Overtype in Microsoft Word — horrible or handy?
Mac Tip #556, 17 October 2012
A lot of people use Microsoft Word. Usually they’re inserting text between or after existing text. But if you want to replace text there’s a technique called
overtype you may not know about. And if it’s accidentally engaged you could spend hours figuring out why your Mac is ‘broken’. Here’s where to find Overtype and what it does.
This Tip came about after an email from Sonia that said, in part:
when I start to type, each new character (including the space bar) deletes the one to its right. After I suggested she may have
overtype mode enabled she was able to find and fix the problem.
- Overtype mode replaces text ahead of it instead of inserting text before existing text.
- Overtype mode is found In Preferences, but maybe also in a Toolbar.
- Overtype mode could be accidentally engaged with a keystroke.
If this Tip was useful, please leave a comment letting us know. Want more detail? Read the full Tip below.
In most apps that deal with text, such as Microsoft Word, Pages.app, BBEdit, Scrivener and so on, you click in the spot where you want text to appear (or just at the start of a blank line) and start typing. As you type, any existing text moves away to make room for the new text that you’re inserting.
That initial click sets the
insertion point — the place where you’ll insert text.
Some apps, such as Microsoft Word, also offer a different way of inserting text. It’s called
overtype, and it does what the name suggests: it types over (and replaces) existing text.
For example, suppose you have the following text:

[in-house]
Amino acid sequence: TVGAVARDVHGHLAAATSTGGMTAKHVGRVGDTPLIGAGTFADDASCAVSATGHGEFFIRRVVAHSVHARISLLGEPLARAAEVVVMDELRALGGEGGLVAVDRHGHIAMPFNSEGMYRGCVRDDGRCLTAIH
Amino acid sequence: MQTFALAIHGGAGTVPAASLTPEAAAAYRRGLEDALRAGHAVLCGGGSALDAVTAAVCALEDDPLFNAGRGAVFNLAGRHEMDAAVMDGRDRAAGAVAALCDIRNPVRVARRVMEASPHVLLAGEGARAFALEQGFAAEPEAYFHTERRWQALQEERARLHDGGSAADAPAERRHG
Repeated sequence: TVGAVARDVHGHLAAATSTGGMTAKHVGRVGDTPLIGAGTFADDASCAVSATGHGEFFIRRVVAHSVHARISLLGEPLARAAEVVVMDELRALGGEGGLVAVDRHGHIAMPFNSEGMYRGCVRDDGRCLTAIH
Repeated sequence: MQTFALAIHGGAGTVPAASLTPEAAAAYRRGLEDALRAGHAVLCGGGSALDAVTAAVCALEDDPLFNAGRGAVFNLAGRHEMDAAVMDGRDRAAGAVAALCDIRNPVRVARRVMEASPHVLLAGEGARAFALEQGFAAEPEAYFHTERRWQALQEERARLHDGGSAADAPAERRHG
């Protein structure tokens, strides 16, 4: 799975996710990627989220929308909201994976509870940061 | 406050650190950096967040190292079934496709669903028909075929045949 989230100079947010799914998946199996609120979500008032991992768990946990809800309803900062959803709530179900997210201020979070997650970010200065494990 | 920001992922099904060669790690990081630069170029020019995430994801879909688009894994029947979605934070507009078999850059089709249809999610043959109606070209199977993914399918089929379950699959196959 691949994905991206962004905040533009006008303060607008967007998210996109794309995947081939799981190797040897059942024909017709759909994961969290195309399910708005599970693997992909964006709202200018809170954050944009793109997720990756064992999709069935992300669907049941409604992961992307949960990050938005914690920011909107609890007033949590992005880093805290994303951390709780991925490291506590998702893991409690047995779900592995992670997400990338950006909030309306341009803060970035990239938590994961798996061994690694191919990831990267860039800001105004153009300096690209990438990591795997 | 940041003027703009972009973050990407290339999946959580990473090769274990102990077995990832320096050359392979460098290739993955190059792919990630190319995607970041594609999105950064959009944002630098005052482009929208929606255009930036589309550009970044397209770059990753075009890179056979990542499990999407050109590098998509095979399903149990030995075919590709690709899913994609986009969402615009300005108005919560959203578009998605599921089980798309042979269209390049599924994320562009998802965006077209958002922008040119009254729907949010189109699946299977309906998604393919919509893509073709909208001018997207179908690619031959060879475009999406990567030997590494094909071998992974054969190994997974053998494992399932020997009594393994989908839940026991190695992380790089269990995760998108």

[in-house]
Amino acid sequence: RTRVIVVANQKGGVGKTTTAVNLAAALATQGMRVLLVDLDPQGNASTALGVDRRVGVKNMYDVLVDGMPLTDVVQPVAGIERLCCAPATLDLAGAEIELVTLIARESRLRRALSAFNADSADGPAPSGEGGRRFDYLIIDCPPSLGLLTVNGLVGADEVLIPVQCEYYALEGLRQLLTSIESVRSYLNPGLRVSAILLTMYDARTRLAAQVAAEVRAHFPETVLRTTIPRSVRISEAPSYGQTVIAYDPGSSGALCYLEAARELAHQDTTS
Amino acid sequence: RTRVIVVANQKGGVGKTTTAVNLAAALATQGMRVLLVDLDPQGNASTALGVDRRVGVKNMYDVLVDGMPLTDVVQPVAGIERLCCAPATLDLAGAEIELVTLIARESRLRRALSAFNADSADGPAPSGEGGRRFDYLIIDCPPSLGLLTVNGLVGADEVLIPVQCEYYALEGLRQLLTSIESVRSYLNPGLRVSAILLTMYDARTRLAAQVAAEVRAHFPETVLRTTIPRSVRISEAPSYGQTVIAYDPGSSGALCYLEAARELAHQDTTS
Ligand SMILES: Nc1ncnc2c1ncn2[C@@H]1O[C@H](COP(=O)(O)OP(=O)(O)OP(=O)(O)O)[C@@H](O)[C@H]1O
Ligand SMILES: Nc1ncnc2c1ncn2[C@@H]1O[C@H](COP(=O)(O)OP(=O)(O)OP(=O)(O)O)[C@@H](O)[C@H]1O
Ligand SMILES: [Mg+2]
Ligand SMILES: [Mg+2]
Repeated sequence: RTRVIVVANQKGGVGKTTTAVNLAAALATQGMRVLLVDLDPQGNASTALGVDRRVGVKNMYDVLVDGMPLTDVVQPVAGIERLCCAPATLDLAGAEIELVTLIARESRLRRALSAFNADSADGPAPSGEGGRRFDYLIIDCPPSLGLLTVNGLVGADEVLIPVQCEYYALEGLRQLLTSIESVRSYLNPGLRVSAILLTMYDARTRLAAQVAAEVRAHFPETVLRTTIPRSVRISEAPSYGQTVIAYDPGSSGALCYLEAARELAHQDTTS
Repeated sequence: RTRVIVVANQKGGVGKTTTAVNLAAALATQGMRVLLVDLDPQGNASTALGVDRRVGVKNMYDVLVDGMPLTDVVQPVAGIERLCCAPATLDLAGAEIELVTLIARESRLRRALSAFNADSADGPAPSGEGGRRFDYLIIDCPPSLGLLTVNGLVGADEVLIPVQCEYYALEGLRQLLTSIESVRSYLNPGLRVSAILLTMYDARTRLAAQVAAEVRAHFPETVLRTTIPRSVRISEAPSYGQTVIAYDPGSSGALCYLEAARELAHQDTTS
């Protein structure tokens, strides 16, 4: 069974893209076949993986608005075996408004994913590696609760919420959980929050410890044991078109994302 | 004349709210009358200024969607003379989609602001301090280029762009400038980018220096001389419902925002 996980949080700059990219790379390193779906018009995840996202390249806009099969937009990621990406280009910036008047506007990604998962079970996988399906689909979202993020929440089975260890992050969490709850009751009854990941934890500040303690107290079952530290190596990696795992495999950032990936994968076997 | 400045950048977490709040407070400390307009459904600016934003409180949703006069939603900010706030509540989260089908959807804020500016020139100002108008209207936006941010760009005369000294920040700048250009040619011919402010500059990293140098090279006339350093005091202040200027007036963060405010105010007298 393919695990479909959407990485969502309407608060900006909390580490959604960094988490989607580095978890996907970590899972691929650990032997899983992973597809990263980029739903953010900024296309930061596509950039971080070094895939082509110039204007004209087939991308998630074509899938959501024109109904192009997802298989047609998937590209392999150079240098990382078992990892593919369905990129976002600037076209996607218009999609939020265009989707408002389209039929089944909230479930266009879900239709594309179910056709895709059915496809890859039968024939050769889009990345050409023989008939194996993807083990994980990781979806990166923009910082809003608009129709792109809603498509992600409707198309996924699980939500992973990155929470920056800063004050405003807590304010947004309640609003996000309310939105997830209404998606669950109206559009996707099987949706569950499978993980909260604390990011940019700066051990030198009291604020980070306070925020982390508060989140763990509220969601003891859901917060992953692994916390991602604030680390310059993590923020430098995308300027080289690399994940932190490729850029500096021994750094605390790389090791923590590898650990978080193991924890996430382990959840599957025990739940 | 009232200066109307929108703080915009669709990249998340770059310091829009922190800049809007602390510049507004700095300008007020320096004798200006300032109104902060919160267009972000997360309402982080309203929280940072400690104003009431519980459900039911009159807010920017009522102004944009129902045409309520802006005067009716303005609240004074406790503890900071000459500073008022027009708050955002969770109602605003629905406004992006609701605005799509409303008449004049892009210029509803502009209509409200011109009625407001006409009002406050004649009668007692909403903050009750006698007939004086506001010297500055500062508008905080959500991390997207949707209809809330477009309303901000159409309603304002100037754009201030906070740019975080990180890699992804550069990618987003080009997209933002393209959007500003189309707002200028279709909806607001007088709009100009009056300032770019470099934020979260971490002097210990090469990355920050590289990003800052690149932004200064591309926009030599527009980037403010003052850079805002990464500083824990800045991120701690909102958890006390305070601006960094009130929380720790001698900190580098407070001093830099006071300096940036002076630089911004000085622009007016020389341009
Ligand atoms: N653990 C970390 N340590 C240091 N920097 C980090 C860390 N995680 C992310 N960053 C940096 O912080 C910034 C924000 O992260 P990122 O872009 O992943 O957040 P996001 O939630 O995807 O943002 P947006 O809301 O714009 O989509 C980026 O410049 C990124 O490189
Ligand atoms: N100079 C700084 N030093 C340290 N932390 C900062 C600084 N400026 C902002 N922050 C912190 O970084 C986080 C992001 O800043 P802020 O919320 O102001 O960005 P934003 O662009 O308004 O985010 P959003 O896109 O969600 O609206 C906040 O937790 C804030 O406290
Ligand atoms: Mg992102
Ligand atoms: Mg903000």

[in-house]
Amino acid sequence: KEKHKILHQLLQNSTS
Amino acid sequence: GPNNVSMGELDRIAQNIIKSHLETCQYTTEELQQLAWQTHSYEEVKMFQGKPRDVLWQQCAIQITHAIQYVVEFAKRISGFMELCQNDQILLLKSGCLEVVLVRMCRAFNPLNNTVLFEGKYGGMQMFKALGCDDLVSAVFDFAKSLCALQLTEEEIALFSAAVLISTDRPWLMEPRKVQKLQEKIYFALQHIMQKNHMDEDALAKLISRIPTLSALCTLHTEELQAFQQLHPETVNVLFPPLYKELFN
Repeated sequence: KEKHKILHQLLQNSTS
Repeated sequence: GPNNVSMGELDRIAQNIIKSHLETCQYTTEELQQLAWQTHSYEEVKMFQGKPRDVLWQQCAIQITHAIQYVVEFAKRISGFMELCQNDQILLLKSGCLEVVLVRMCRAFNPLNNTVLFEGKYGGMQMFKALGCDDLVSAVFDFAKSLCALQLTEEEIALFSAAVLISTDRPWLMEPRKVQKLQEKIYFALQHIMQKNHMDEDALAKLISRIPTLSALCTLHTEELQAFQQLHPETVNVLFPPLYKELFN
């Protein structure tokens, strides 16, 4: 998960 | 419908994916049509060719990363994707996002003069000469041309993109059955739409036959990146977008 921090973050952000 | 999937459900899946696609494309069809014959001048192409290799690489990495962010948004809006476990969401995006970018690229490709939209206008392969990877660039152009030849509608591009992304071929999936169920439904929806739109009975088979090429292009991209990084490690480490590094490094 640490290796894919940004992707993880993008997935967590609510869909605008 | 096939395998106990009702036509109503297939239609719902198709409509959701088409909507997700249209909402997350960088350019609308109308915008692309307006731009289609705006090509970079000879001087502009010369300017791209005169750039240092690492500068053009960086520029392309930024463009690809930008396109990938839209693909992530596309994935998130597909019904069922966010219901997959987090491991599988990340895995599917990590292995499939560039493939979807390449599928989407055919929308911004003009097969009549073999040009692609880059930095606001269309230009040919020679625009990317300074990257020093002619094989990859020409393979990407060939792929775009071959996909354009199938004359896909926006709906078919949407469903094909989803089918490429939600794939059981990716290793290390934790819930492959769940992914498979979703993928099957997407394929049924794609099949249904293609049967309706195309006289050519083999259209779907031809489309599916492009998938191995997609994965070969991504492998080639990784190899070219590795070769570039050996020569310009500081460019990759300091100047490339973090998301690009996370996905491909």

The news was bad for Barry.
You want to replace
One way to do that is to delete the word
Barry, make sure the insertion point is after the space at the end of the sentence and then type
Another way is to select the word
Barry and then just start typing. Anything you type replaces everything that is selected.
overtype turned on though, you could simply click before the word
Barry and start typing. Each letter you type replaces a letter that’s already there. Using Overtype, you don’t have to delete anything in advance.
Overtype is handy for forms
Have you ever downloaded one of those forms that helpfully makes a line out of underscore characters for you to type on? As you type, the line of underscores moves along, eventually wrapping on to the next line. To keep the page length right you may then have to delete the superfluous underscores.
That’s a perfect case of using overtype mode. Each character you type replaces an underscore.
Turn Overtype on and off
How you turn Overtype mode on and off may depend on the exact version of Microsoft Word you use. You may find it in Preferences, add it to a Toolbar or set up a keystroke for it.
Check the Editing Preferences in Word and look for a checkbox beside
To add a handy Toolbar button for
Control (⌃) click on a toolbar and choose
Customize. Then you can find the
Overtype mode button and drag it to a Toolbar. Click the button to toggle
Overtype mode on or off.
To add a keystroke find the
Customize Keyboard settings and assign your preferred keystroke.
Some keyboards may have an
Insert (Ins) key. Experiment with toggling the key to see if it affects
I wasn’t able to test this last suggestion as none of my keyboards have an
- How do I type over existing type (so that it replaces as I go)?
- How do I activate “overtype” in Word for Mac 2011?
- Overtype mode in Word for Mac 2008
- MS Word in my Office 2004 for Mac important feature